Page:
Congressional Leaders Pledge Bipartisan Immigration Reform Effort
USINFO Staff Writer
Washington - When the new 110th Congress convened January 4, the Senate leadership made a bipartisan commitment to tackle comprehensive immigration reform, picking up a theme sounded by President Bush in May 2006.
Harry Reid, a Democrat from Nevada and the new Senate majority leader, announced immigration reform is one of his party’s top 10 legislative priorities in this Congress. “Our borders remain unsecured,” said Reid in his first speech to the Senate January 4. “Our laws remain underenforced. And we have 11 million undocumented immigrants living in the shadows.”
He said the Democrats would propose legislation that will “take a comprehensive approach to repairing this broken system. With tough and smart reforms, it will secure our borders, crack down on enforcement, and lay out a path to earned legalization for undocumented immigrants already living here.”
Senate Minority Leader Mitch McConnell, a Republican from Kentucky, said immigration is “one of the most pressing issues of our day. We should be daring about immigration reform - and act on it soon.”
Legal immigration to the United States has grown substantially in recent decades - from 3.3 million in the 1960s to 9.1 million in the 1990s - and Mexicans constitute by far the largest immigrant group, according to the Department of Homeland Security's U.S. Citizenship and Immigration Services. The State Department reports that between 2000 and 2005, 3.7 million immigrants became citizens and the United States granted legal permanent residence to 5.8 million people.
Estimates of the number of illegal immigrants in the United States vary widely. The Pew Hispanic Center, a nonpartisan research group, calculates an unauthorized population of 11.5 to 12 million as of March 2006, based on Census Bureau and other data.
According to Gordon Hanson of the University of California-San Diego, a leading scholar on illegal migration who spoke January 8 at the American Enterprise Institute in Washington, some estimates go as high as 20 million, but no one really knows the exact figure. Hanson supports estimates of approximately 11 million illegal immigrants, with 6.2 million coming from Mexico.
Over the past 15 years, Hanson said, enforcement spending by the Department of Homeland Security's U.S. Customs and Border Protection has increased fivefold without any appreciable effect on the annual net inflow of illegal immigrants from Mexico, which he estimated at 300,000 per year. This illegal immigration is driven primarily by the large gap in relative income between Mexico and the United States, he said, but migration networks also play a role, with earlier arrivals helping later ones.
Immediately after the 2006 midterm elections shifted control of key subcommittees on immigration from the Republicans to the Democrats, Bush expressed optimism about the prospects for comprehensive immigration reform in 2007. "I think we have a good chance," he said November 8. "It's an important issue and I hope we can get something done on it."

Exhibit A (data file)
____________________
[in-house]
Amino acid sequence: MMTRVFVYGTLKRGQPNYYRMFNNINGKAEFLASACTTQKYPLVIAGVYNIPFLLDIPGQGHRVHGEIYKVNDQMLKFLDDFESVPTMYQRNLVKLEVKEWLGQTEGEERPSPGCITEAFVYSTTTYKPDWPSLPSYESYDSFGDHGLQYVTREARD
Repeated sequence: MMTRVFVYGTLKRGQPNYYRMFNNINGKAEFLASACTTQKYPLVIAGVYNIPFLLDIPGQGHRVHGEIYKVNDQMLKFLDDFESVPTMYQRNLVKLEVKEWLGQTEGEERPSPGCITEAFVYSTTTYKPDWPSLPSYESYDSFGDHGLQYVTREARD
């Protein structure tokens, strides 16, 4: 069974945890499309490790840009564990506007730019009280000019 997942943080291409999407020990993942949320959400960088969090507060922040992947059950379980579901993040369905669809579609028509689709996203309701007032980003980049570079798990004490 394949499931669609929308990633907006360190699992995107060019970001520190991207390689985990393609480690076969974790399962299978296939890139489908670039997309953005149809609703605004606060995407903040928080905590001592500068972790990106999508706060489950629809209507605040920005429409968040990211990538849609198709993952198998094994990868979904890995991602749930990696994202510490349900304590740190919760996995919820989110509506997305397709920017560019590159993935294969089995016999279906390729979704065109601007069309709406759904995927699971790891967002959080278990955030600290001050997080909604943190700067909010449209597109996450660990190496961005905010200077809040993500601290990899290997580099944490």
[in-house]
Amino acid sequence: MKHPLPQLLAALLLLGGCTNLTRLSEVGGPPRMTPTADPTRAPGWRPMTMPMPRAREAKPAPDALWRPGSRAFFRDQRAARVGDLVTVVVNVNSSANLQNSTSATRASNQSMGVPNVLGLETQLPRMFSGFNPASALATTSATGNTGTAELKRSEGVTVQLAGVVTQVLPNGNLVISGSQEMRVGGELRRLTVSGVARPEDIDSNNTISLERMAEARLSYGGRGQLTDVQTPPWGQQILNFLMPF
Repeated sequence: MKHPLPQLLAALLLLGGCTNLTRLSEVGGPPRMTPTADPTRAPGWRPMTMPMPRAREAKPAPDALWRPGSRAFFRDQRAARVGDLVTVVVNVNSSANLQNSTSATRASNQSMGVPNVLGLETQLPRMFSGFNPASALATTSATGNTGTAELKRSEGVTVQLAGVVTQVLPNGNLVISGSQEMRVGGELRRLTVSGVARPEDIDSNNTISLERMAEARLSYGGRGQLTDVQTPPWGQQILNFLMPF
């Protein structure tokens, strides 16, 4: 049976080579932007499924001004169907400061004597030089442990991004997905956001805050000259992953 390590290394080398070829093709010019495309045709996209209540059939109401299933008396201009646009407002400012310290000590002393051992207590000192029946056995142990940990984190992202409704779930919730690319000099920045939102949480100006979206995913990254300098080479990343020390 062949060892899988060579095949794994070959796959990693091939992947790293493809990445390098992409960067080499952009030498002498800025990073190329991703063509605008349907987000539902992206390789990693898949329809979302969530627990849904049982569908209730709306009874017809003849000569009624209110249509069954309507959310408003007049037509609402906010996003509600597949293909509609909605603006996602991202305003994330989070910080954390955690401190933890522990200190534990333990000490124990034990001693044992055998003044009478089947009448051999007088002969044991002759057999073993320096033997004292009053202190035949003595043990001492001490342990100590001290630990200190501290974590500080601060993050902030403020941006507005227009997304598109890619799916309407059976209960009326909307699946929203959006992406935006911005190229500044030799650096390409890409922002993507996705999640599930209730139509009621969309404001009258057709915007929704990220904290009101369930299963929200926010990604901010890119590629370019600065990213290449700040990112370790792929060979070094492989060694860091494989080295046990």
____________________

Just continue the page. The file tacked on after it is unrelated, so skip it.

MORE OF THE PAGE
Steny Hoyer of Maryland, the new majority leader of the House of Representatives, said January 7 that Bush has told Democratic leaders he expects to have “a lot easier time” dealing with them on immigration than he had with the previous House Republican leadership.
Some of the Republican lawmakers who favored a “get-tough” policy rather than immigration reform were defeated in the November 2006 elections, but comprehensive immigration reform still will require bipartisan compromise, particularly on the issues of a guest-worker program and a route to a legal immigration status for unauthorized immigrants.
Senator Patrick Leahy takes over as chair of the Judiciary Committee, while Senator Edward Kennedy, a strong supporter of immigration reform, heads the immigration subcommittee. In the House, John Conyers chairs the Judiciary Committee, while the chair of the immigration subcommittee has not yet been named.
But even though the Democrats won a majority in both houses of Congress in November 2006, their majority is razor-thin in the Senate (51-49). Moreover, any legislation requires Bush's approval unless both houses of Congress can override his veto by a two-thirds majority, a virtual impossibility on this issue.
Bush long has promoted his strategy to enhance U.S. homeland security through comprehensive immigration reform, but Republican opposition frustrated efforts to address any but the border-security aspects of the issue during the 109th Congress. In signing the Secure Fence Act of 2006, the president characterized the bill’s authorization of the construction of hundreds of miles of additional fencing along the U.S. southern border and other security measures designed to stop illegal migration as “an important step” toward immigration reform. (See transcript.)
Bush called for a temporary worker plan but opposed amnesty for the millions of illegal immigrants already in the United States. “There is a rational middle ground between granting an automatic pass to citizenship for every illegal immigrant and a program of mass deportation,” he said.
Additional information from Hanson's appearance at the American Enterprise Institute, including a video file, a Powerpoint presentation and a research paper (PDF, 71 pages), is available at the AEI Web site.
A fact sheet on the Secure Fence Act of 2006 is available at the White House Web site.
A fact sheet on U.S. immigration policy is available on the State Department Web site.
For more information on U.S. policies, see Immigration Reform.